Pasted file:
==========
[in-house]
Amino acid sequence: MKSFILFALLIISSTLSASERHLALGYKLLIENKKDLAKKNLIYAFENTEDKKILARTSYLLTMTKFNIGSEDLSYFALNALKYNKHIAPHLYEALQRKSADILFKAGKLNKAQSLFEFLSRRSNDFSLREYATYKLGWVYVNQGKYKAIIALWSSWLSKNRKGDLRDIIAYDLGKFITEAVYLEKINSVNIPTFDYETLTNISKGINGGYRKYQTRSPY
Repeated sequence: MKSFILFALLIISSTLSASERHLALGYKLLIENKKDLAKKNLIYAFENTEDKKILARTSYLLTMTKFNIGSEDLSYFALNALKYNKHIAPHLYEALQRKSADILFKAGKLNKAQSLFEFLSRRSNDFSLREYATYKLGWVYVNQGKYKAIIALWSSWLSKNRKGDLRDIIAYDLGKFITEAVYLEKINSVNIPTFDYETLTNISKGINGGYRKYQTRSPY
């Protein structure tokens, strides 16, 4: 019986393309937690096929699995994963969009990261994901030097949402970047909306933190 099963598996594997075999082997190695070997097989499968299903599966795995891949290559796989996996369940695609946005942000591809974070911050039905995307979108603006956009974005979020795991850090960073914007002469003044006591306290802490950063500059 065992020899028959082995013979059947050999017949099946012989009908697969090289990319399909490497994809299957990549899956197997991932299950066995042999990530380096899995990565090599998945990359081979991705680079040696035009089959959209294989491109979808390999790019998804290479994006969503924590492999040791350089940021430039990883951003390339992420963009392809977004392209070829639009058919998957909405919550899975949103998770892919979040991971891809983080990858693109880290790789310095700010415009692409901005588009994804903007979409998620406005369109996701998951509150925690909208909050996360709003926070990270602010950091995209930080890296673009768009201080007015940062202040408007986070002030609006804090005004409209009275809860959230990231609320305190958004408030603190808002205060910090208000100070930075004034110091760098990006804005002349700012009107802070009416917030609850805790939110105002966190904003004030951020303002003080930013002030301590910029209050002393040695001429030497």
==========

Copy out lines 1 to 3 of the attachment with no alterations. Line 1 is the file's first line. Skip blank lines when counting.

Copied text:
[in-house]
Amino acid sequence: MKSFILFALLIISSTLSASERHLALGYKLLIENKKDLAKKNLIYAFENTEDKKILARTSYLLTMTKFNIGSEDLSYFALNALKYNKHIAPHLYEALQRKSADILFKAGKLNKAQSLFEFLSRRSNDFSLREYATYKLGWVYVNQGKYKAIIALWSSWLSKNRKGDLRDIIAYDLGKFITEAVYLEKINSVNIPTFDYETLTNISKGINGGYRKYQTRSPY
Repeated sequence: MKSFILFALLIISSTLSASERHLALGYKLLIENKKDLAKKNLIYAFENTEDKKILARTSYLLTMTKFNIGSEDLSYFALNALKYNKHIAPHLYEALQRKSADILFKAGKLNKAQSLFEFLSRRSNDFSLREYATYKLGWVYVNQGKYKAIIALWSSWLSKNRKGDLRDIIAYDLGKFITEAVYLEKINSVNIPTFDYETLTNISKGINGGYRKYQTRSPY